Thyroid UK
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Please Help

Good afternoon

I'm very new to this site and was wondering if I could possibly get some help with my test results? I am exhausted, physically and mentally - the slightest bit of exercise almost kills me and my ankles swell just from going out for a walk! Like everyone I am struggling with my weight, tried eaten small and often to hardly anything - I'm not a big eater and rarely drink alcohol. I was having HRT as it was first thought this may be the cause for my tiredness so to keep the Drs 'happy' tried that for a year, but felt as though I was just getting worse. I'm currently taking 150mg and have been for a long time!

My recent lab results

Serum Cortisol 445 nmol/L - no ranges

Serum C reactive protein level <1.0mg/L <10.00mg/L - no ranges

B12 533ng/L (187.00-883.00ng/L)

Serum Folate 5.3ug/L (3.00-20.00ug/L)

Serum Ferritin 110ng/mL (6.00-204.00ng/mL)

Serum Free T3 3.9pmol/L ( 2.90-6.10pmol/L)

Serum Free T4 14.3pmol/L (9.00-19.00pmol/L)

Serum TSH 0.19miu/L (0.35-5.00miu/L)

Any advice/information would be greatly appreciated.

5 Replies

Is that 150mcg levo you're taking?

I'd say your folate and b12 need a boost, but worst of all you're not getting much of anything out of your levo. Your t3 and t4 should be in the top quarter of the range on levo, and, if that's what you're on, all it seems to have done is lower your tsh. I think I'd give t3 a go.


With a T3 that low, you should not be exercising. Exercise uses up your T3, which you cannot easily replace. And you don't have enough to begin with.

You are not eating enough, either. Your weight gain wasn't caused by eating too much, so why would eating less make you lose it? Low calorie diets have a negative effect on conversion. And your conversion isn't brilliant. So, try to eat more. Eat plenty of good fat - nuts, avocados, animal fat, butter, olive oil, etc. That will give you plenty of calories, and is very good for your hormones.

For your B12, take 1000 mcg sublingual methylcobalamin (B12) daily. And, with that, take a B complex that contains at least 400 mcg methylfolate, and that will bring your folate up.

Your ferritin looks good, but under the circumstances, could just be high due to inflammation. I think it needs more in-depth testing. And it would be a good idea to get your vit D tested, too. :)


But the CRP is one, isn't it?


Oh, yes! Didn't notice that there. I'm not used to it being written out in full! Good thinking, Batman!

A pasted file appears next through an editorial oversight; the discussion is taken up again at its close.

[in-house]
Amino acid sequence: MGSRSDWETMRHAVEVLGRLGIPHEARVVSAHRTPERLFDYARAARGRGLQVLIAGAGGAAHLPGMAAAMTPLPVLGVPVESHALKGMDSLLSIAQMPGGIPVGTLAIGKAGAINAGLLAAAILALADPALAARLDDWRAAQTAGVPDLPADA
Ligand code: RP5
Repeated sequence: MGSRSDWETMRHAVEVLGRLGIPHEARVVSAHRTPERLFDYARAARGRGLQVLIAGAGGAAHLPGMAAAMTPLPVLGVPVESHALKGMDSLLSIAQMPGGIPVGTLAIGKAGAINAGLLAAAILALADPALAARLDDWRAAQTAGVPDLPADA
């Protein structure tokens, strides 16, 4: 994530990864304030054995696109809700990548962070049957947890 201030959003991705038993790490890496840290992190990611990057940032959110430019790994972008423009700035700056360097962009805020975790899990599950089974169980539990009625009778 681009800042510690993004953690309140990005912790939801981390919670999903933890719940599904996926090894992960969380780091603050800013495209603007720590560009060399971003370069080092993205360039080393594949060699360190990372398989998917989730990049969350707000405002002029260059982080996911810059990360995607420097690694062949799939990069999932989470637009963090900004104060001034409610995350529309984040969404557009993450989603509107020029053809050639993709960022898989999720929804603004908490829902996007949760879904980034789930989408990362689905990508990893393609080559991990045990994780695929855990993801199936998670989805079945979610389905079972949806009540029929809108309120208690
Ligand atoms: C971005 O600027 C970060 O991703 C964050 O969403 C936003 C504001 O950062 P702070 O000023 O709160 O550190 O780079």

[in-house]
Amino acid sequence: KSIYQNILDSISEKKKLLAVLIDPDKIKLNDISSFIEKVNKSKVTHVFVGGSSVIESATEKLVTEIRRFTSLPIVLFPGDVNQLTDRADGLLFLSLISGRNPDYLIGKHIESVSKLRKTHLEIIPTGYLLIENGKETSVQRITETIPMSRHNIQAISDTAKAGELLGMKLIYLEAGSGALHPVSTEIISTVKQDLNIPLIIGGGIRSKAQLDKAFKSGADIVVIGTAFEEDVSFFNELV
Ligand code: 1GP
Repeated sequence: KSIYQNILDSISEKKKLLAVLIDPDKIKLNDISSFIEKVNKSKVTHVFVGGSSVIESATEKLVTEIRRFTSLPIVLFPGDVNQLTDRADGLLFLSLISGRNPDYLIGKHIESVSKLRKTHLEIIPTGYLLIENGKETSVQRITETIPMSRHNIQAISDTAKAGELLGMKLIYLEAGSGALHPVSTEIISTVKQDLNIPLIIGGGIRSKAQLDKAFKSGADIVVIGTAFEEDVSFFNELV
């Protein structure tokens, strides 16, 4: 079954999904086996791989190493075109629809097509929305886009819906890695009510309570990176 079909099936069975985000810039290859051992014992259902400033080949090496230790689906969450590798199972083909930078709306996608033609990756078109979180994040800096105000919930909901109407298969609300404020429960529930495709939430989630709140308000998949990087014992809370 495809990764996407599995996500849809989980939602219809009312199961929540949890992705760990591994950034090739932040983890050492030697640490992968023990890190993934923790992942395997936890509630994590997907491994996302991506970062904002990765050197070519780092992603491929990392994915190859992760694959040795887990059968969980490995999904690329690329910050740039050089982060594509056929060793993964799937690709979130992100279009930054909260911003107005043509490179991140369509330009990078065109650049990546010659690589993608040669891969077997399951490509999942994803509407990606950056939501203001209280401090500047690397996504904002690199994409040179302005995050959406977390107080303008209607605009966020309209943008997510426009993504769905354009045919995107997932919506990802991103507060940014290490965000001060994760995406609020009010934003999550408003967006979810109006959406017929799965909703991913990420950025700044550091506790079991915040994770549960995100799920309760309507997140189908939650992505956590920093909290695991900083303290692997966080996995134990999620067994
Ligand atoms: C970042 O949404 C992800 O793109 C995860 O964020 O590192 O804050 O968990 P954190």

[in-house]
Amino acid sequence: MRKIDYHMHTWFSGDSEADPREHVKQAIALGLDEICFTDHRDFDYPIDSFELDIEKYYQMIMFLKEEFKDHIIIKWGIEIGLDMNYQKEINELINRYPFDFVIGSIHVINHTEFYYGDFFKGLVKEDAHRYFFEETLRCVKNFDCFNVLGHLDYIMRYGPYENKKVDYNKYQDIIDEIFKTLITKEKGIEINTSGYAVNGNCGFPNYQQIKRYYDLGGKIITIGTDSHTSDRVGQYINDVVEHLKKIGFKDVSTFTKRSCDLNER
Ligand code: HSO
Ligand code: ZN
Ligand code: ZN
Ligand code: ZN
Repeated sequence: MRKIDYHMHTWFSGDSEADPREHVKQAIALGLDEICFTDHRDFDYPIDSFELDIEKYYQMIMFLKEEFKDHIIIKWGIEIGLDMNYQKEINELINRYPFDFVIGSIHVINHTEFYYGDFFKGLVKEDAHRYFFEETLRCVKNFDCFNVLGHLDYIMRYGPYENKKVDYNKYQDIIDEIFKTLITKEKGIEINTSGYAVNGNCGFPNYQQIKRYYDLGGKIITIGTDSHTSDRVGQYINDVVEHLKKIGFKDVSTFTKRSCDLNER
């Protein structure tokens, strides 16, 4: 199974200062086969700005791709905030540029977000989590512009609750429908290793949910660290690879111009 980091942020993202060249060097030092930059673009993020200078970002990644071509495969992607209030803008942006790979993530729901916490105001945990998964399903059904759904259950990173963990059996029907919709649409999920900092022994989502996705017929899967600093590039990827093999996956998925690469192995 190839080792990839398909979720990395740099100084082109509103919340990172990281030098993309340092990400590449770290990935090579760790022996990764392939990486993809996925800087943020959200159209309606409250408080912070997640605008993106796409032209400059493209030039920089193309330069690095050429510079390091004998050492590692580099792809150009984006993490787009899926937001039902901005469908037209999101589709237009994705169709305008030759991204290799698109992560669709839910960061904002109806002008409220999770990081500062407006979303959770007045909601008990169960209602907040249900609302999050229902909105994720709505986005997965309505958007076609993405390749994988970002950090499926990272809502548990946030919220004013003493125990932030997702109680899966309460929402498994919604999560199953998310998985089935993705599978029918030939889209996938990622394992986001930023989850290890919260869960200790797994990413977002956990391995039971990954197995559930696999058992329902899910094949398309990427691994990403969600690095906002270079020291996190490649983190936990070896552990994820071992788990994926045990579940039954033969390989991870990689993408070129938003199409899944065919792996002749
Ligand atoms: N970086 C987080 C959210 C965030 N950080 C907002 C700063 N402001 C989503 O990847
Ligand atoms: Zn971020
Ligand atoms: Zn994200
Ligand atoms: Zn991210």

So, the ferritin is good, claud16. So, that's good! :)


Have you had thyroid antibodies checked? There are two sorts TPO Ab and TG Ab. (Thyroid peroxidase and thyroglobulin) Both need checking, if either, or both are high this means autoimmune thyroid - called Hashimoto's, the most common cause in UK of being hypo.

NHS rarely checks TPO and almost never checks TG. NHS believes it is impossible to have negative TPO and raised TG. It's rare, but not impossible, there are a few members on here that have this.

Make sure you get the actual figures from tests (including ranges - figures in brackets). You are entitled to copies of your own results. Some surgeries make nominal charge for printing out. Alternatively you can now ask for online access to your own medical records. Though not all surgeries can do this yet, or may not have blood test results available yet online.

If you can not get GP to do these tests, then like many of us, you can get them done privately

Blue Horizon - Thyroid plus eleven tests all these.

This is an easy to do fingerprick test you do at home, post back and they email results to you couple of days later.

Usual advice on ALL thyroid tests, (home one or on NHS) is to do early in morning, ideally before 9am. No food or drink beforehand (other than water) If you are taking Levo, then don't take it in 24 hours before (take straight after). This way your tests are always consistent, and it will show highest TSH, and as this is mainly all the medics decide dose on, best idea is to keep result as high as possible

If you have Hashimoto's then you may find adopting 100% gluten free diet can help reduce symptoms, and lower antibodies too.

Assume you know that Levo generally should be taken on empty stomach and no food or drink for at least hour after. Many take on waking, some prefer bedtime, either as more convenient or perhaps more effective. No other medications at same time, especially iron or magnesium, these must be at least 4 hours away

Best advice is to read as much as you can. Vitamin and minerals levels are very important, but standard NHS thinking, doesn't at the moment seem to recognise this. You will see, time and time again on here lots of information and advice about importance of good levels of B12, folate, ferritin and vitamin D, leaky gut and gluten connection to autoimmune Hashimoto's too.

Good level of Vitamin D very important ......get it checked - just D can be done for £28 via City assay - easy postal service


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